In 1995, Alan Keyes said this of the Republican party in a 1995 speech:
This Party was born on a clear commitment to principle. This Party was born of those who had the courage to stand before the American people and in the face of the threat of a greater division than we’ll ever face, insist that we had to respect the principle that make us great, the principles that make us strong, the principles that make us free.
Time and time again, Keyes has cast himself as a man of character and principle, as opposed to those who sell out their principles for the sake of winning and gaining power. In a 1996 book he wrote:
What sense is there in winning, in success, or even prosperity if there is not truth?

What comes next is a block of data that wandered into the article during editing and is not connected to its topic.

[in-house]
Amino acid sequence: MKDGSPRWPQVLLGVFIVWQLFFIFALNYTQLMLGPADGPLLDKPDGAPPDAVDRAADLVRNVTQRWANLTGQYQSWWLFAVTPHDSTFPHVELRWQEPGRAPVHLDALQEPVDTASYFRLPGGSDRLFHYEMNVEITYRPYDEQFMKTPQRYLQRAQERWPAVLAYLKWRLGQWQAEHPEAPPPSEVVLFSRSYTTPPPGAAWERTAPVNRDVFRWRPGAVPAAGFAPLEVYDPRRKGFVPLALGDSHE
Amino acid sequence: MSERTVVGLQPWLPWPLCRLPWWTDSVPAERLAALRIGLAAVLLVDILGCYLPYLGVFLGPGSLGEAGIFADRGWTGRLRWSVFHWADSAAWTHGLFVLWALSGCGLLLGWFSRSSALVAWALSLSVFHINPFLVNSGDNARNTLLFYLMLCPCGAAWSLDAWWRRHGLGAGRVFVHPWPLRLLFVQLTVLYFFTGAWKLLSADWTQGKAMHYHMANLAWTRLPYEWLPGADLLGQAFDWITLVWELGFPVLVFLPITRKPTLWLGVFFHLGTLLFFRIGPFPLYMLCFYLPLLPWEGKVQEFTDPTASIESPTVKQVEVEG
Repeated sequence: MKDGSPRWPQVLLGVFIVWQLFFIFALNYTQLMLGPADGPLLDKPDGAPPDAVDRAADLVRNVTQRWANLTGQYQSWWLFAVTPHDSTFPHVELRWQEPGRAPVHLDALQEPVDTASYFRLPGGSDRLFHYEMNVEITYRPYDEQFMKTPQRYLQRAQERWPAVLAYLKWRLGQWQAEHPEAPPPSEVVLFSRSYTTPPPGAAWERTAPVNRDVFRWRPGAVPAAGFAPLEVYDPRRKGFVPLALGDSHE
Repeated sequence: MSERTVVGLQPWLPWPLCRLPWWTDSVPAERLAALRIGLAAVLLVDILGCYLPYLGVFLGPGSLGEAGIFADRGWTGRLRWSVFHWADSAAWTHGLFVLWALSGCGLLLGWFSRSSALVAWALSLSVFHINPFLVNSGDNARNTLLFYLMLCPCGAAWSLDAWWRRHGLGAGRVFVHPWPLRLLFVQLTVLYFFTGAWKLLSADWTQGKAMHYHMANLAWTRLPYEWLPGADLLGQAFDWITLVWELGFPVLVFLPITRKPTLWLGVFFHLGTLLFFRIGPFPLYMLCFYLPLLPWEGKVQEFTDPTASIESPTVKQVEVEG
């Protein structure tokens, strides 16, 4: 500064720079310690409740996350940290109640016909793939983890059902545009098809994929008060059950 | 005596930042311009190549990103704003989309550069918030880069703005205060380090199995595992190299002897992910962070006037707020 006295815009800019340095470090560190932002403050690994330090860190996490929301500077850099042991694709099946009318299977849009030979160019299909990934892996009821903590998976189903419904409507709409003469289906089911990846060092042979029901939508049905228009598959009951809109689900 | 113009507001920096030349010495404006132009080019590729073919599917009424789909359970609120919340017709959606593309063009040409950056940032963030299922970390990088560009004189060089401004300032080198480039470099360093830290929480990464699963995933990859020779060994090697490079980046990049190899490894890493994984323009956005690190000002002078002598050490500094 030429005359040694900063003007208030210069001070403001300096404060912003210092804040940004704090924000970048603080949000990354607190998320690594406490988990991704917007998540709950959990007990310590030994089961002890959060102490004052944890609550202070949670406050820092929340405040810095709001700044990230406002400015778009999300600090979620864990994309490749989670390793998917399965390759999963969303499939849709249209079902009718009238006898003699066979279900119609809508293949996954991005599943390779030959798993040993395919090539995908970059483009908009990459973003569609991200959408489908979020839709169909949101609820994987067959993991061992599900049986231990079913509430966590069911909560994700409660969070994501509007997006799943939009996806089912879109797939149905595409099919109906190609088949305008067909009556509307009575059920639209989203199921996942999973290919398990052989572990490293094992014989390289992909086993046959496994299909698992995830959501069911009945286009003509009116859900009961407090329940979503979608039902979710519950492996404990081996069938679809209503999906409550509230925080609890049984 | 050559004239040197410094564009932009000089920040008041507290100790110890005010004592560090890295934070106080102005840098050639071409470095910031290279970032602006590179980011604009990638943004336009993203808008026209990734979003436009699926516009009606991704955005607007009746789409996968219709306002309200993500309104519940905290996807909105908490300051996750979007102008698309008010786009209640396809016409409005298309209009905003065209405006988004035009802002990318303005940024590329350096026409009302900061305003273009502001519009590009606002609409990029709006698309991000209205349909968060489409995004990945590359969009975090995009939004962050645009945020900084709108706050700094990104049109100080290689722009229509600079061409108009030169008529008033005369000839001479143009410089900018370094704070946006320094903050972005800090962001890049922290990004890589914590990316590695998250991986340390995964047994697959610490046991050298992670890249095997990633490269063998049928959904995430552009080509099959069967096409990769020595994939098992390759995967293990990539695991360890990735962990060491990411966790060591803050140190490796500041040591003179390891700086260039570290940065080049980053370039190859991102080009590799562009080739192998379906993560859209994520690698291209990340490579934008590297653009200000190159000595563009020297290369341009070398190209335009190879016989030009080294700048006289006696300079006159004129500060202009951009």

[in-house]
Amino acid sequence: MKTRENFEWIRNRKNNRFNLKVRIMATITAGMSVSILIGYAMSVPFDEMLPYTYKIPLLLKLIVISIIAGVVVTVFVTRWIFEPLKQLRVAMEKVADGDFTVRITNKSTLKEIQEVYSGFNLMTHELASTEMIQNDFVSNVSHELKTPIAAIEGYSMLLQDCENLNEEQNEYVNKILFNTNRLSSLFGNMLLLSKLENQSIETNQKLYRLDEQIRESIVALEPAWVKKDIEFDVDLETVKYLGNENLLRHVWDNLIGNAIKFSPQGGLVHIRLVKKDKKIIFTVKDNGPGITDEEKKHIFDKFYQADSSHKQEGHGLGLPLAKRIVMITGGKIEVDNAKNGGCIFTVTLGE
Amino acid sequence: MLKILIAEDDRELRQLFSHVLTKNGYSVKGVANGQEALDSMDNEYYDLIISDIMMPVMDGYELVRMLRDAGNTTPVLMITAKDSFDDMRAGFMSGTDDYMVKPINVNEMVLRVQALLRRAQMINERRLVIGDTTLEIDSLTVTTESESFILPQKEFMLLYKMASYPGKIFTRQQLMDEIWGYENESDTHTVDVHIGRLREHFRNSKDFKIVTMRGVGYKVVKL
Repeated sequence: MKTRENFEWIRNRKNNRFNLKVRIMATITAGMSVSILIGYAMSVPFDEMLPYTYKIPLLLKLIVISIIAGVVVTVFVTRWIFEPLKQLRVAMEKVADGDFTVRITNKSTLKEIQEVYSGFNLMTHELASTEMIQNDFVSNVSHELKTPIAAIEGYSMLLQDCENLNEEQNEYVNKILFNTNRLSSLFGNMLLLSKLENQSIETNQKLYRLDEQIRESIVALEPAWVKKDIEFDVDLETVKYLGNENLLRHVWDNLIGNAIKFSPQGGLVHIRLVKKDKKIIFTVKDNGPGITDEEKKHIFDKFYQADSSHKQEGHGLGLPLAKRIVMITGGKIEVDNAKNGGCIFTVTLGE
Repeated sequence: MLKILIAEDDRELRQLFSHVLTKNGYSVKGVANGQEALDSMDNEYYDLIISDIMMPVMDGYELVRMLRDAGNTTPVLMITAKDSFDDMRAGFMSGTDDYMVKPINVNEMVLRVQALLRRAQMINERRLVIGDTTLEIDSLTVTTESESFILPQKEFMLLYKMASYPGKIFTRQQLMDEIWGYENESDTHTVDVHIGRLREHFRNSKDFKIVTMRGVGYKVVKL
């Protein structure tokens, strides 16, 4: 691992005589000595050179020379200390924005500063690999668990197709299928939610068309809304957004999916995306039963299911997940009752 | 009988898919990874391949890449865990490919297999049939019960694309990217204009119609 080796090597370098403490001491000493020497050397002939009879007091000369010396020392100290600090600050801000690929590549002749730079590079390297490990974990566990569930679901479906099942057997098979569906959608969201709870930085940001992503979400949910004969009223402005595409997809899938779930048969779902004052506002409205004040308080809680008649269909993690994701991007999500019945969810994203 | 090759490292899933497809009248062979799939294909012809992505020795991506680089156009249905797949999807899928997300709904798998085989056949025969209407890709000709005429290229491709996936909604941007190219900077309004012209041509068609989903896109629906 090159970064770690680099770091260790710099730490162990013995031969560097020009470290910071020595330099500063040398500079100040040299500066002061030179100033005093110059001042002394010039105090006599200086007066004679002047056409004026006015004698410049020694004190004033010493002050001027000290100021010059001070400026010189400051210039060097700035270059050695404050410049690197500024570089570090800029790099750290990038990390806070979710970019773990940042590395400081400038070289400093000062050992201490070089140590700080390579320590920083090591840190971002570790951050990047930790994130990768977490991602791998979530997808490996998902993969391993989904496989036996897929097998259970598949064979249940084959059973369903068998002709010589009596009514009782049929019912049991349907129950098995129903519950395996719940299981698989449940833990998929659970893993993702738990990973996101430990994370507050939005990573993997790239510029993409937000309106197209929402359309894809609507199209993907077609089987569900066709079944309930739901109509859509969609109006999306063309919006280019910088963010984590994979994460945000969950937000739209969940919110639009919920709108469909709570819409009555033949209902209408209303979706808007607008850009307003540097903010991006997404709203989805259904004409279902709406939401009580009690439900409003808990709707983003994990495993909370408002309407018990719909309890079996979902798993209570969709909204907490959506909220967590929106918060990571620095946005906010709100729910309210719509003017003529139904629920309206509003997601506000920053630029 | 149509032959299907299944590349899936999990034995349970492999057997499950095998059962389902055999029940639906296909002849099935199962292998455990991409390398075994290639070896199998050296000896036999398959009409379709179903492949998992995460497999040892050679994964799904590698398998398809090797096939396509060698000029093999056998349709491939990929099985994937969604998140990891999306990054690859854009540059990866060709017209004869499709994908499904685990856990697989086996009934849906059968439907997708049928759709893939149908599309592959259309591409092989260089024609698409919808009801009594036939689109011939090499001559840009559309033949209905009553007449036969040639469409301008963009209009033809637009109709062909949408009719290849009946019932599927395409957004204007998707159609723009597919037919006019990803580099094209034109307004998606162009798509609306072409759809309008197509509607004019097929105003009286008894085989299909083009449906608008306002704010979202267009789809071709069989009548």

I deeply resent the destruction of federalism represented by Hillary Clinton’s willingness to go into a state she doesn’t even live in and pretend to represent people there.
Yet here he is “deliberating” over whether to move to Illinois and run for the Senate after Republican candidate Jack Ryan withdrew due to a sex scandal. He has never lived in Illinois and he is a resident of Maryland. And he readily admits that doing so is against his principles:
“I do not take it for granted that it’s a good idea to parachute into a state and go into a Senate race,” he said before meeting the Republican leaders. “As a matter of principle, I don’t think it’s a good idea.”
In fact, as he said in 2000, it represents the destruction of federalism. If he accepts the offer and moves to Illinois to run for office, he will pretty much destroy his credibility in presenting himself as a man of principle.